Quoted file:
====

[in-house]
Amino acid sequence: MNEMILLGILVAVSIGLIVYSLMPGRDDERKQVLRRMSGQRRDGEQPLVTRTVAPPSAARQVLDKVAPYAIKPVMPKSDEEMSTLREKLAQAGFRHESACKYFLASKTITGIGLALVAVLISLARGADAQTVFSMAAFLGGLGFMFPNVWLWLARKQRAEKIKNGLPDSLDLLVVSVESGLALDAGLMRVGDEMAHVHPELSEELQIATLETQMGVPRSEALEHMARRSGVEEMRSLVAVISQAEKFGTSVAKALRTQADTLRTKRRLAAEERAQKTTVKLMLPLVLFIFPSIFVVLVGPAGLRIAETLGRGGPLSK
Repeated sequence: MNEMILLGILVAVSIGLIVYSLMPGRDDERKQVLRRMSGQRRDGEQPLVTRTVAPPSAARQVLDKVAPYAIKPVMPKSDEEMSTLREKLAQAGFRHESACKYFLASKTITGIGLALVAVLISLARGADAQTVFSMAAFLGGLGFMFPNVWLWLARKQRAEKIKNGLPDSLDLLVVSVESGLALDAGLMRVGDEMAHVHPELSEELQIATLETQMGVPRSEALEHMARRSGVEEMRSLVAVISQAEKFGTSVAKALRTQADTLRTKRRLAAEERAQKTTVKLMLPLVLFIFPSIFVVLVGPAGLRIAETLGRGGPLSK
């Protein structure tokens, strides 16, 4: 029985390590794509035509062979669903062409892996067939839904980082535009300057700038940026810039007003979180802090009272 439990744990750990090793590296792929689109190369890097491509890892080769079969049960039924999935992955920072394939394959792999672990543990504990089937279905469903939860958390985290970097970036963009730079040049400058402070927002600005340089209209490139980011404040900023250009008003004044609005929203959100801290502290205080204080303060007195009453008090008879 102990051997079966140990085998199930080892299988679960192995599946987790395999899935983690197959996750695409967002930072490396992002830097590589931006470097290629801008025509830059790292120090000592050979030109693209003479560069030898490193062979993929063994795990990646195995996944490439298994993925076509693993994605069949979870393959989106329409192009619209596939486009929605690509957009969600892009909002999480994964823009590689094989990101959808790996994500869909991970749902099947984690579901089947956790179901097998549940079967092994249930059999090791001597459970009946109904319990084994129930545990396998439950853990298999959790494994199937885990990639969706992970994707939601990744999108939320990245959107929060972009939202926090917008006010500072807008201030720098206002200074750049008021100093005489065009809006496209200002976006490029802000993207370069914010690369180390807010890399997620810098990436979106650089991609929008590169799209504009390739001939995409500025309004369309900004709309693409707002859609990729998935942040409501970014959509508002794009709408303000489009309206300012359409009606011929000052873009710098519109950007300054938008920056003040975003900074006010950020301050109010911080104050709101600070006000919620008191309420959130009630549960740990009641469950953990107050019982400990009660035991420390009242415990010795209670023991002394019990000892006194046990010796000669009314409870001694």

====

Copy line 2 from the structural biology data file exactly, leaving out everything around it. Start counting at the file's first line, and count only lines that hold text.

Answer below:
Amino acid sequence: MNEMILLGILVAVSIGLIVYSLMPGRDDERKQVLRRMSGQRRDGEQPLVTRTVAPPSAARQVLDKVAPYAIKPVMPKSDEEMSTLREKLAQAGFRHESACKYFLASKTITGIGLALVAVLISLARGADAQTVFSMAAFLGGLGFMFPNVWLWLARKQRAEKIKNGLPDSLDLLVVSVESGLALDAGLMRVGDEMAHVHPELSEELQIATLETQMGVPRSEALEHMARRSGVEEMRSLVAVISQAEKFGTSVAKALRTQADTLRTKRRLAAEERAQKTTVKLMLPLVLFIFPSIFVVLVGPAGLRIAETLGRGGPLSK